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Title designer Danny Cannon

'You only get one shot at a first impression': The words that Cannon, who now directs TV episodes as well, lives and works by.

July 19, 2009|Cristy Lytal

In the era of TiVo, Danny Cannon knows that most people will fast-forward through a run-of-the-mill opening credit sequence. So to introduce the new Jerry Bruckheimer-produced cop series "Dark Blue," he crafted blink-or-you'll-miss-them main titles that last only 12 seconds.

The son of a North London prop man, Cannon grew up on movie sets and had aspirations to become an actor. He joined an improv theater company and performed in plays before realizing his talents lay elsewhere.

"I was a nervous actor," he recalls, "so luckily video cameras became more available to us when I was in my late teens."

After directing several award-winning short films and falling under the mentorship of director Alan Parker, Cannon attended the National Film and Television School in England.

Since then, he has directed pilots for and episodes of "CSI: Miami," "CSI: Crime Scene Investigation," "Eleventh Hour" and "Dark Blue" -- and created the series' main title sequences.

"Presentation is a large part of the job, and I'm intensely proud when it comes to putting my best foot forward," he says. "You only get one shot at a first impression."

The 12-second rule: Cannon kept the main titles for "Dark Blue" short and sweet.

"The whole minute-long opening-credit sequences seem a bit old-fashioned these days," he says. "All we need to do is tell you what you're watching. Our 12-second title graphic goes in between two pieces of drama -- [the opening teaser and the rest of the episode] -- so we wanted to keep the drama flowing. It's about getting back to the drama as quickly as we can."

Grab and go: On "Dark Blue," a different opening teaser precedes the main titles for each episode of the show, which stars Dylan McDermott and airs on TNT.

"The first part before the main titles is usually two or three minutes, and it sets up the world that we're in and where we are undercover this week," says Cannon. "It starts you right in the middle of the drama. For the pilot, for example, it's a sequence where a guy is tortured almost to death, and at the end of that sequence we do the main titles. So it's a really striking way to start, and it's been working for us very well."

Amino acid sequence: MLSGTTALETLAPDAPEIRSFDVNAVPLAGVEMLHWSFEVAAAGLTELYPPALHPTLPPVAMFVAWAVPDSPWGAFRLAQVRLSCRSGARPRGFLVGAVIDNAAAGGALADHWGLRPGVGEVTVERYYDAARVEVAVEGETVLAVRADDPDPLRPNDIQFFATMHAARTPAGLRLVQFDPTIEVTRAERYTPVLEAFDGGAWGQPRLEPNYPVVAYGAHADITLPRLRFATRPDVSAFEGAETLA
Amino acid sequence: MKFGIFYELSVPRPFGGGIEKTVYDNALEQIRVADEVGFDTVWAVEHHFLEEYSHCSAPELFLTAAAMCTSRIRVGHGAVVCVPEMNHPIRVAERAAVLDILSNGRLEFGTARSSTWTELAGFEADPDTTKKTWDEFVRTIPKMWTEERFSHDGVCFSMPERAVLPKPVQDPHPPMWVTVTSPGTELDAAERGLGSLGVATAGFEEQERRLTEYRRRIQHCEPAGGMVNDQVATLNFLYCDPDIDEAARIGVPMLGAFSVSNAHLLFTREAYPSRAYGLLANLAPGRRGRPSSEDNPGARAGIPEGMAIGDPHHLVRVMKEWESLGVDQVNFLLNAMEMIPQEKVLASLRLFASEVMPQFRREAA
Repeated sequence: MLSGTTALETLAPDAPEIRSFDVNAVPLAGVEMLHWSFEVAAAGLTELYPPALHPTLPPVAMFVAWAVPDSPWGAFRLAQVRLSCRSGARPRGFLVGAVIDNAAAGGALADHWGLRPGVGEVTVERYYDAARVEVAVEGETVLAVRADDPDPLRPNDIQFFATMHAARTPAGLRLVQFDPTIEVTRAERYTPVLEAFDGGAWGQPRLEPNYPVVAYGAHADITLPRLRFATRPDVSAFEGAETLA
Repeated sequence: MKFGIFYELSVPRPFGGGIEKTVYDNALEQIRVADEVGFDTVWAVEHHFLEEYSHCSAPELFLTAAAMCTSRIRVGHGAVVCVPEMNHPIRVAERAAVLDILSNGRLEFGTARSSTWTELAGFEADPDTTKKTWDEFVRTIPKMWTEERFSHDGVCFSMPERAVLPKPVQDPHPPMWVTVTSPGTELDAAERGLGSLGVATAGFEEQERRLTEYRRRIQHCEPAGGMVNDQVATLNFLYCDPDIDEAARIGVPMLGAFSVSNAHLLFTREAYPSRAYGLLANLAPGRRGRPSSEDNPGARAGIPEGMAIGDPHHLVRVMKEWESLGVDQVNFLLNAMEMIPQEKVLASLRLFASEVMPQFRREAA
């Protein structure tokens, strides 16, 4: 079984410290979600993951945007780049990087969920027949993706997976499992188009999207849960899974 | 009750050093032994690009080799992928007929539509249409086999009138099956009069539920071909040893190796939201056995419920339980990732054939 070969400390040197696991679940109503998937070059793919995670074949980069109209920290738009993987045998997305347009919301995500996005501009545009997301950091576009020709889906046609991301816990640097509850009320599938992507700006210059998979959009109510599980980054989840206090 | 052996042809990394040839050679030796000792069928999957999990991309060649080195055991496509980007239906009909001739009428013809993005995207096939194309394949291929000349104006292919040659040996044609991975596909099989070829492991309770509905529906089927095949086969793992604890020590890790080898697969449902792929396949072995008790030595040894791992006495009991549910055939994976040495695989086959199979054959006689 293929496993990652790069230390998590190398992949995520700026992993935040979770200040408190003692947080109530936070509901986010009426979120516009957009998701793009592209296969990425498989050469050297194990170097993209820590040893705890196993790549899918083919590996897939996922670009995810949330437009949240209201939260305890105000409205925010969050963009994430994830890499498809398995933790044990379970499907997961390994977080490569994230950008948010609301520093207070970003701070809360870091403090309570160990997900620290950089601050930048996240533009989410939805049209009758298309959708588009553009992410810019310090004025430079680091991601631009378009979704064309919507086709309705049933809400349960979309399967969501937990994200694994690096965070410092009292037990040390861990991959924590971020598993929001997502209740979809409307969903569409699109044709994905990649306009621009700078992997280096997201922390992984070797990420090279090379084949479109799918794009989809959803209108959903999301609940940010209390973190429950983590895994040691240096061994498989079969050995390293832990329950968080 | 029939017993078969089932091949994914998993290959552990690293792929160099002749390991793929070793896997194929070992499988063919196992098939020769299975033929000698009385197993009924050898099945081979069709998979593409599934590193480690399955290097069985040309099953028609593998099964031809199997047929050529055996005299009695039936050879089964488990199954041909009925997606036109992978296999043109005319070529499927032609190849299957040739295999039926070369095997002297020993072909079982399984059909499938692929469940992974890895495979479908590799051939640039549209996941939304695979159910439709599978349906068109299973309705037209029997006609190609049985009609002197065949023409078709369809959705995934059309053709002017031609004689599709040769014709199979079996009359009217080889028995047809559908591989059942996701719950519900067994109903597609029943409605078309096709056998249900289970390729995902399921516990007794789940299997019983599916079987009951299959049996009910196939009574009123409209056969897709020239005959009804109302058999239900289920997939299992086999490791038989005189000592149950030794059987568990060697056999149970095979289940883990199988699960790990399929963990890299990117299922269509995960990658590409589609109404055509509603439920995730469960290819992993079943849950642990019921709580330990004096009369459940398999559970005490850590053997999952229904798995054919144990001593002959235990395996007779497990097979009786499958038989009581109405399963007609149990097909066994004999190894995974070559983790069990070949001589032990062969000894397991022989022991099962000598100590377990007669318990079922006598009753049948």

Mood music: Since the opening teaser changes with each episode, the music for the main titles has to be extremely versatile.

"In the opening teaser right before the main titles, we usually build to some dramatic crescendo -- somebody's in trouble, somebody's in danger, somebody's in jeopardy, or a clock starts to tick," says Cannon. "So the main title music needed to have a certain sense of urgency.

"At the same time, I didn't want it to be an over-complicated melody that distracts you, because you never know episode to episode which emotion you need to feel at the end of that teaser. You don't know if it's scared or sad, or sometimes we may want to end in a humorous way. I needed to pick something that could be an exclamation mark to all those emotions. So Graeme Revell and David Russo composed original music.

"After we watched the pilot, we picked up some instruments and jammed and talked about things and tried many versions of the music that would go there."

Font of distress: In creating the lettering for the main titles, Cannon didn't just stick to Times New Roman or Courier.

"I made white titles on black because it's classic movie format, and it doesn't distract you from the drama that bookends it," he says. "I also distressed the letters quite a lot, because it's a gritty show. It's a show that takes place in dark corners in Los Angeles -- the alleyways and the rooms we don't normally go to in an underground, subterranean world."

Drawing the line: The working title of "Dark Blue" was "The Line," and this inspired the look of the main titles.

"I wanted to reveal the title gradually in a striking, graphic way," says Cannon. "The vertical lines look like prison bars, and they look like damaged tall buildings. And then I put the horizontal lines in gradually [to create the letters that spell 'Dark Blue'].

"I actually got this from Ridley Scott's original teaser trailer for 'Alien.' Nothing's original, is it?"

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